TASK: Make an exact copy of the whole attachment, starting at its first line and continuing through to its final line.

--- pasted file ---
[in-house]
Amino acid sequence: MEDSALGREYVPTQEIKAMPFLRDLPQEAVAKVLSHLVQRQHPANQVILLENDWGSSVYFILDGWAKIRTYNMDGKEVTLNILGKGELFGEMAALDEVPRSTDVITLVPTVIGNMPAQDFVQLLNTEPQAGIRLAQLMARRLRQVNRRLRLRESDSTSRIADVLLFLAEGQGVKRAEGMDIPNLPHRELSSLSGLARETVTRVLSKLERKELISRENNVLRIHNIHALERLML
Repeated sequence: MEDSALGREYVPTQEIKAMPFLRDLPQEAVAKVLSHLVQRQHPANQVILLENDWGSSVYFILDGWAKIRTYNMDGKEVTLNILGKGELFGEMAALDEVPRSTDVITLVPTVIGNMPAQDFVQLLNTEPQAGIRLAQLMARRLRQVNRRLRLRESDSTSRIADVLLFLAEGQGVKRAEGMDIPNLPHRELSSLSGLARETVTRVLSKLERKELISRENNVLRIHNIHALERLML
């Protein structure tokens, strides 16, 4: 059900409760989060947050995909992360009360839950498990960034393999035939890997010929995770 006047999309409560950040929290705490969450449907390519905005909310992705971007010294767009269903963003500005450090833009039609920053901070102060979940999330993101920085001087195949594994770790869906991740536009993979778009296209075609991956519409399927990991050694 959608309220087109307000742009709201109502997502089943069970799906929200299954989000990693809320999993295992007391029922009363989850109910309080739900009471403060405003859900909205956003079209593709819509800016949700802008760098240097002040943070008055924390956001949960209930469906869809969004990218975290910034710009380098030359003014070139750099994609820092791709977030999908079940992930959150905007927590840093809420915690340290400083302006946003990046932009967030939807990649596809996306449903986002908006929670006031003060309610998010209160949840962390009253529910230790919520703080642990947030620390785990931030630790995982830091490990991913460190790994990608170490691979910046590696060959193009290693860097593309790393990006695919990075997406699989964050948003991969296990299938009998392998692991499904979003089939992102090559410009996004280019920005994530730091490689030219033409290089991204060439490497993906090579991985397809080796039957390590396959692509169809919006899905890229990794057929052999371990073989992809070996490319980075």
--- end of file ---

[in-house]
Amino acid sequence: MEDSALGREYVPTQEIKAMPFLRDLPQEAVAKVLSHLVQRQHPANQVILLENDWGSSVYFILDGWAKIRTYNMDGKEVTLNILGKGELFGEMAALDEVPRSTDVITLVPTVIGNMPAQDFVQLLNTEPQAGIRLAQLMARRLRQVNRRLRLRESDSTSRIADVLLFLAEGQGVKRAEGMDIPNLPHRELSSLSGLARETVTRVLSKLERKELISRENNVLRIHNIHALERLML
Repeated sequence: MEDSALGREYVPTQEIKAMPFLRDLPQEAVAKVLSHLVQRQHPANQVILLENDWGSSVYFILDGWAKIRTYNMDGKEVTLNILGKGELFGEMAALDEVPRSTDVITLVPTVIGNMPAQDFVQLLNTEPQAGIRLAQLMARRLRQVNRRLRLRESDSTSRIADVLLFLAEGQGVKRAEGMDIPNLPHRELSSLSGLARETVTRVLSKLERKELISRENNVLRIHNIHALERLML
């Protein structure tokens, strides 16, 4: 059900409760989060947050995909992360009360839950498990960034393999035939890997010929995770 006047999309409560950040929290705490969450449907390519905005909310992705971007010294767009269903963003500005450090833009039609920053901070102060979940999330993101920085001087195949594994770790869906991740536009993979778009296209075609991956519409399927990991050694 959608309220087109307000742009709201109502997502089943069970799906929200299954989000990693809320999993295992007391029922009363989850109910309080739900009471403060405003859900909205956003079209593709819509800016949700802008760098240097002040943070008055924390956001949960209930469906869809969004990218975290910034710009380098030359003014070139750099994609820092791709977030999908079940992930959150905007927590840093809420915690340290400083302006946003990046932009967030939807990649596809996306449903986002908006929670006031003060309610998010209160949840962390009253529910230790919520703080642990947030620390785990931030630790995982830091490990991913460190790994990608170490691979910046590696060959193009290693860097593309790393990006695919990075997406699989964050948003991969296990299938009998392998692991499904979003089939992102090559410009996004280019920005994530730091490689030219033409290089991204060439490497993906090579991985397809080796039957390590396959692509169809919006899905890229990794057929052999371990073989992809070996490319980075």